Whether made from common horsetail or from nettles, slurry-based treatments are very efficient as they strengthen the plant. They are also good for fighting cryptogamic diseases and parasites, so use them at your will!
As soil wears out, it is important to maintain it to keep its properties and structure. It is, therefore, necessary to regularly add organic matter which is consumed by the vegetation and which allows the soil to maintain a light, ventilated structure.
When Autumn comes, a thorough treatment of your soil, especially that of the vegetable patch, is needed. Turn the soil over, adding your homemade or organic compost, which is available in the shops. Turf can also be used, as it decomposes slowly and therefore structures your soil for longer. Read our article called “Should I add worms to my compost pile?”
The decomposition cycle doesn’t operate in Winter. Bacteriae get back in action with the first warm weather when your plants need them most.
An Organic Vegetable Garden
You should take heed of certain basic principles when starting your first organic vegetable garden: the choice of plants, natural fertilizer, rotating the plants, and other treatments of parasites.
An organic vegetable garden demands good exposure to sunlight and protection against dominant winds. Avoid, wherever possible, planting close to a house (which will create shadow) and to trees (which consume a lot of water). Once the plot has been chosen, the gardener should choose plants adapted to the region and to the weather conditions. To facilitate working the soil, the garden should be divided into squares separated by walkways.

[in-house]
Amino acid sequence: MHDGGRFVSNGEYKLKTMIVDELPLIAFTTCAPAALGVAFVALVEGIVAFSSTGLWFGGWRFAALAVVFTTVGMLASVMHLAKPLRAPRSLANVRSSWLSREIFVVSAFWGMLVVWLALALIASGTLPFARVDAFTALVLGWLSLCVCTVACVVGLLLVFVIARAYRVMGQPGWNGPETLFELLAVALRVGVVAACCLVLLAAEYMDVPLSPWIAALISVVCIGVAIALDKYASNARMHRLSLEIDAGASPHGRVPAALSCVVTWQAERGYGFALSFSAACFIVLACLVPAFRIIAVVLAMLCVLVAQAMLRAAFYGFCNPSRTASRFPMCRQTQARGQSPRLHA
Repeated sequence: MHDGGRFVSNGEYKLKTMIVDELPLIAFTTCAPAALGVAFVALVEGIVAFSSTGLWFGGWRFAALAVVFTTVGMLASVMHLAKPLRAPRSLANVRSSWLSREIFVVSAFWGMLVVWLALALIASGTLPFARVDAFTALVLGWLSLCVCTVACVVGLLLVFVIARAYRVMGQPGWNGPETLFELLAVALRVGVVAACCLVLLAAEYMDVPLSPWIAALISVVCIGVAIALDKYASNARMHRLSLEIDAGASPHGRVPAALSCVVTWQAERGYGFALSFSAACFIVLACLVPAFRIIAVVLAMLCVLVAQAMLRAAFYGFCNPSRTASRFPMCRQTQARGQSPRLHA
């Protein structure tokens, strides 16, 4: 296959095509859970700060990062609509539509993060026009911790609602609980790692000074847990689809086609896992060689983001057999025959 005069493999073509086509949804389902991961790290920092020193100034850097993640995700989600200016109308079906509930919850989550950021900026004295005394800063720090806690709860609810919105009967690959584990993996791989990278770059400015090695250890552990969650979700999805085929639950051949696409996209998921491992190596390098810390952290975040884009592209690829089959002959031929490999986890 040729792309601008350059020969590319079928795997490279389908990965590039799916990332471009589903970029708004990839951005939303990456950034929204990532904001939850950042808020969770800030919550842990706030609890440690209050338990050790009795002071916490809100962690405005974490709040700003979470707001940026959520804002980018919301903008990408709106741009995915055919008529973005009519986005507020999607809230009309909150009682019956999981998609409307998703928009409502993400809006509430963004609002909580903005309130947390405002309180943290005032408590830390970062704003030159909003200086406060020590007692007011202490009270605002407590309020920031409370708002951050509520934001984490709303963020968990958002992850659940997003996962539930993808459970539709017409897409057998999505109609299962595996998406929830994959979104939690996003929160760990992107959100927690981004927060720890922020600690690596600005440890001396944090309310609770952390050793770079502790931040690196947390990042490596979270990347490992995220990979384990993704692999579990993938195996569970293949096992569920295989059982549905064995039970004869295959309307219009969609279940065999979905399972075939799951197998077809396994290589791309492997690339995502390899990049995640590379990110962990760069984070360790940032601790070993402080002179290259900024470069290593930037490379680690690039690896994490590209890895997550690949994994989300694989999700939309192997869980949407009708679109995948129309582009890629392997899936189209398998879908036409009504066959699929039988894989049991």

Hardy perennials like herbs, asparagus or even rhubarb should be planted at the bottom of the garden or on the edges to facilitate future digging and hoeing. Once the squares are marked out, planting can start according to the season.
To avoid using chemical pesticides and fertilizers, sow plants that complement each other: for example, garlic, onions and even shallots slow down the development of leguminous plants like beans and peas. The same can be said for cabbage and fennel, which affects the growth of strawberries and carrots. Carrots are traditionally planted beside leeks, onions and coriander. Tomatoes are planted near onions, beans beside radishes. Marigold flowers keep insects away from carrots, cabbage and lettuce, whereas the French Marigold, with its peculiar smell, protects tomatoes from damaging insects.
The best protection from ravaging insects is to leave part of the garden half fallow. The plants’ enemies will find plenty to feed on here, and so will the plants’ allies like the redbreast and bees.
If you have the good fortune to have nettles growing nearby, keep them for their protective quality against diseases. Nettle slurry works wonders against diseases. Once your plants are in place, you can start making your own compost to enrich your soil in the low season. This compost will give the same chemical benefits as a fertilizer, without any polluting side-effects.
Finally, rotate your plants the following year. This technique avoids impoverishing the soil. Watering drip by drip with recovered rainwater will add the final touch to your organic vegetable garden.
The best way to garden organically is to create a great environment for your plants to grow in and basically leave them alone to get on with it. Choose plants that are suitable for your garden rather than trying to force those you’d like to grow into a place where they’ll never be happy. Use pest and disease-resistant plants.